Dragon’s Blood Is Only Meant For Fans Of DOTA
Cards on the table, I went into this show to see what a layman might get out of a DOTA series. I don’t know the games or the lore. I had almost no idea what DOTA: Dragon’s Blood would be like.
And, first off, I discovered I’m not the audience the creators intended. This is not, despite what some may say, an introductory series. Dragon’s Blood is so steeped in its universe there were entire scenes lost to me. Visual references and surreal moments alike are presented in such a way that unless you know what you’re looking at, it’s practically nonsense.
But what makes this even worse is that they pace the show like it is for new people. I’m sure some might enjoy long scenes of elves explaining how the gods of this world work, but I’m deeply not one of them. Its lore moments are long, hard to follow, and the show does not care. The first minutes are a torrent of information with little grounding or context or even some level of stating why it’s particularly relevant to the show’s unfolding story. That may come later, but it’s not doing much for the first three episodes.
What Info We Get In Dragon’s Blood Is Confusing
So, okay, we get it. It’s not made for a newbie. That’s not a feature. But might it be a good way to gather some interest? Might it be like how you can dive into a comic book and be intrigued enough to learn more about the other comic books it references?
Uh, maybe. What I mostly got was an inferior version of Game of Thrones combined with a less clever The Witcher. There’s nothing jaw-dropping about it.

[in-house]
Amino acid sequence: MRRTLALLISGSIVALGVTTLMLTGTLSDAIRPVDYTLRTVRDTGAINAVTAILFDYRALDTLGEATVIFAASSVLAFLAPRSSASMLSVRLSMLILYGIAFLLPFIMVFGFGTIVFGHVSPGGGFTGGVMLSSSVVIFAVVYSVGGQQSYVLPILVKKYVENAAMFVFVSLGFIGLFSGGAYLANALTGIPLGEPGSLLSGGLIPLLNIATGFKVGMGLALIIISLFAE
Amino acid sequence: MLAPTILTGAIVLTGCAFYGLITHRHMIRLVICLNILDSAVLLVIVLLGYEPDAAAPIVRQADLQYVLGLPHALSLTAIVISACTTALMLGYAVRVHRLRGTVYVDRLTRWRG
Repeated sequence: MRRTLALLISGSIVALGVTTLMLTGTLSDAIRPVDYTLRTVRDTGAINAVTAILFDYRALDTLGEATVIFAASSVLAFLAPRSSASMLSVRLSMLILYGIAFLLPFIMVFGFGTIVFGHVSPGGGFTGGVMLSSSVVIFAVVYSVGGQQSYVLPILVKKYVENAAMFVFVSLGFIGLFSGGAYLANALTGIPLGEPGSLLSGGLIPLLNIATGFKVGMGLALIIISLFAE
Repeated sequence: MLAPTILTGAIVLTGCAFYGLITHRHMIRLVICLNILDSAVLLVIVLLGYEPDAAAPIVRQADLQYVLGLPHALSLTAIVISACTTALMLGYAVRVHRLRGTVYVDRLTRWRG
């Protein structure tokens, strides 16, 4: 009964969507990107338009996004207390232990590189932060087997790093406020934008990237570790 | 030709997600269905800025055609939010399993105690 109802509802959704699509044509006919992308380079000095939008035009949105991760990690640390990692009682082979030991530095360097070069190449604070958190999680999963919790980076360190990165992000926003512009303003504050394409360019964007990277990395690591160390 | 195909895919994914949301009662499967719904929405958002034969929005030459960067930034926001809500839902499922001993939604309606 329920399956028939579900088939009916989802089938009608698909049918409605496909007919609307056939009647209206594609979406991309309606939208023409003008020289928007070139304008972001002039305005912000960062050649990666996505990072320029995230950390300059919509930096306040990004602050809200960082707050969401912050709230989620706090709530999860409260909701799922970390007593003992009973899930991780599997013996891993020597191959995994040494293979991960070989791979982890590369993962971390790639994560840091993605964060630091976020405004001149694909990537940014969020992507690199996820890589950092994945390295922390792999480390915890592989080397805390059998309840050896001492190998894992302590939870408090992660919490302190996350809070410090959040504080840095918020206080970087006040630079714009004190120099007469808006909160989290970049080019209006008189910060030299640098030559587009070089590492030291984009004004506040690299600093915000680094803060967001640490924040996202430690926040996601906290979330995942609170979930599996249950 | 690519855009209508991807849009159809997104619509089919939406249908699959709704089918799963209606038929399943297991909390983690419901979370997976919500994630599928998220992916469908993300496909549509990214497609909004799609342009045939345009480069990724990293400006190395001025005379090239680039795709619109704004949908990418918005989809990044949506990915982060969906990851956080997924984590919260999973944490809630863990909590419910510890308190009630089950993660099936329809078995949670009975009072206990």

However, two big things did stand out—in a good way. The first is that the show has shockingly strong dialog, if odd considering the medieval setting. I know I gave The Irregulars some flak for modern-sounding dialog, but here at least it’s witty, consistently used, and this isn’t a real historical location. Fantasy worlds can have whatever language or dialect they want, that’s just suspension of disbelief. And here it works because it instantly characterizes people and makes them more likable. Davion the Dragon Knight, for instance, is mostly a generic lug-head, but he’s also honest, and earnest, and has a good heart—and we learn all of that from small conversations.
At Least It’s Not Very Often Also A Boring Show
The other cool thing about this show, even if it’s being handled remarkably clunky from a purely structural level, is the side story that springs up out of nowhere. The elf girl and her adventures honestly should have been its own show. It’s got a fascinating hook, big ideas, and the political intrigue is strong. They somehow drag, rush, and skip chunks from this seemingly compelling story, but what’s there is solid. I’m sure it means way more to the fans—like every scene—but props where it’s due.
As you’ve probably guessed though, none of this is enough for me to watch more, or recommend you even try. My bewilderment was not offset enough. I want to say I’m interested. They’ve set up so many mysteries and relationships and plot lines and a lot of them seem cool, but I feel like I’ll always be missing something. I can find better epic fantasy than DOTA: Dragon’s Blood easily enough. There are shows out there that don’t require an encyclopedia to discern its plot. If you like the video game, by all means, but the rest of us should just keep on scrolling.
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